Friday, July 04, 2008

Jesse Helms, RIP

A shock to both Karl and his professors, Jesse Helms invited Karl to testify at his Senate Foreign Relations Committee in April 1997. We had written a paper that identified flaws in the Chemical Weapons Convention treaty. Flaws others had missed. The senator, one of the few opponents of the treaty, wanted his committee to hear what we had to say.

Long story short, our employer at the time told us to pick between testifying, and keeping our job. We didn't testify.

We remember Senator Helms for his tenacity for, and stubbornness towards, conservative principles. He didn't compromise on the important issues. Ever.

"I had sought election in 1972 to try to derail the freight train of liberalism that was gaining speed toward its destination of government-run everything, paid for with big tax bills and record debt," Helms wrote in his 2005 memoir, "Here's Where I Stand."

"My goal, when my wife, Dot, and I decided I would run, was to stick to my principles and stand up for conservative ideals."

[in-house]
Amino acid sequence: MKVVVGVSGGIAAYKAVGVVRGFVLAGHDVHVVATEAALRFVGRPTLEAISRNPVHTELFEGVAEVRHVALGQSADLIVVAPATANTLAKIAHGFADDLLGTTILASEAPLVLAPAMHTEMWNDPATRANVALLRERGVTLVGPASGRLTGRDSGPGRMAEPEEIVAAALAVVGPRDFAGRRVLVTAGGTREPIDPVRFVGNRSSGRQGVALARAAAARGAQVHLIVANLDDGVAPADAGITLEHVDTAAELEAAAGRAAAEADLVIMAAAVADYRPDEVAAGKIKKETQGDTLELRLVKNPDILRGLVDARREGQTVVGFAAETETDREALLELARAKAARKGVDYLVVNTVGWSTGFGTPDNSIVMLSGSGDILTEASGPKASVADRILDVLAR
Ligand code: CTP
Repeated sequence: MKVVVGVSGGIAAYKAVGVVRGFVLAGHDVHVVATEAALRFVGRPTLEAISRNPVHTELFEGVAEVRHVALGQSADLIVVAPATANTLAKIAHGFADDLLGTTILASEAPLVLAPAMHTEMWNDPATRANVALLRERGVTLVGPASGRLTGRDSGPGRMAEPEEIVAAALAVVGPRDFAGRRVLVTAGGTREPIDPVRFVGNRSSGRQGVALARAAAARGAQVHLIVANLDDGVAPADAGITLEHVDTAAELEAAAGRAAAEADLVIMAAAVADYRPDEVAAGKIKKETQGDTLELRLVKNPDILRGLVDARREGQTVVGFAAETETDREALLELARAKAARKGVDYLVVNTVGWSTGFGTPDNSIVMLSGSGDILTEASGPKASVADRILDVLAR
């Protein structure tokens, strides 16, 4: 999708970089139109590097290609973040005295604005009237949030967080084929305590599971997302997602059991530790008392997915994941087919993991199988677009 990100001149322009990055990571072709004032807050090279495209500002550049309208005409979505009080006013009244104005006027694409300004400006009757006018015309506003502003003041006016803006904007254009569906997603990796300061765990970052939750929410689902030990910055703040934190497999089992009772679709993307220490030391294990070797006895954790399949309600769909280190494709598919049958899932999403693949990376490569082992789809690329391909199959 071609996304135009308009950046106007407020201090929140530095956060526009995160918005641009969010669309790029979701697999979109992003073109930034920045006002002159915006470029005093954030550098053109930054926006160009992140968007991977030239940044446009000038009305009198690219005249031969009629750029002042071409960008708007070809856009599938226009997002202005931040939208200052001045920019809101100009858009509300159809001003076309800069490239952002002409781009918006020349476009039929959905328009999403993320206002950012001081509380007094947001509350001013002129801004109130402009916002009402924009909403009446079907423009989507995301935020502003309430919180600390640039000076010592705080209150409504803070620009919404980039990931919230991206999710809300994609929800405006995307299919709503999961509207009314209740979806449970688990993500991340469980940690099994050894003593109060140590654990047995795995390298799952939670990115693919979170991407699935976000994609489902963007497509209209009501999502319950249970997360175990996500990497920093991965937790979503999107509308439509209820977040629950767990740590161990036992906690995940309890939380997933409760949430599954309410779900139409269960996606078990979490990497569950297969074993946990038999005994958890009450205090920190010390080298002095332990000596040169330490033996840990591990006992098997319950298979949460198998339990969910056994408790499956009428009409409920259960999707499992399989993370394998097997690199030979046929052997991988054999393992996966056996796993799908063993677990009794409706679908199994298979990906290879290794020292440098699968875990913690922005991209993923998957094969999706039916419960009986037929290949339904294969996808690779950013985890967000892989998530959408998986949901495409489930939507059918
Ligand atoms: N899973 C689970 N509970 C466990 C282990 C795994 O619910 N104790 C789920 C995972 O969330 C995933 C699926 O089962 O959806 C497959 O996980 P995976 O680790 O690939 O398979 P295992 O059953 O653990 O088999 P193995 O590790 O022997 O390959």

UPDATE 7.5: WSJ articles: Editorial,

As a Senator, Helms was a forceful anti-Communist, resisting Nixon's detente of the 1970s and promoting U.S. support for dissidents behind the Iron Curtain and freedom fighters in Central America.

and John Fund.

Jesse Helms was a major influence on American conservatism, but his career provides a blueprint for anyone who represents an embattled minority viewpoint. You can, with persistence and unflinching determination, change the political odds in your favor.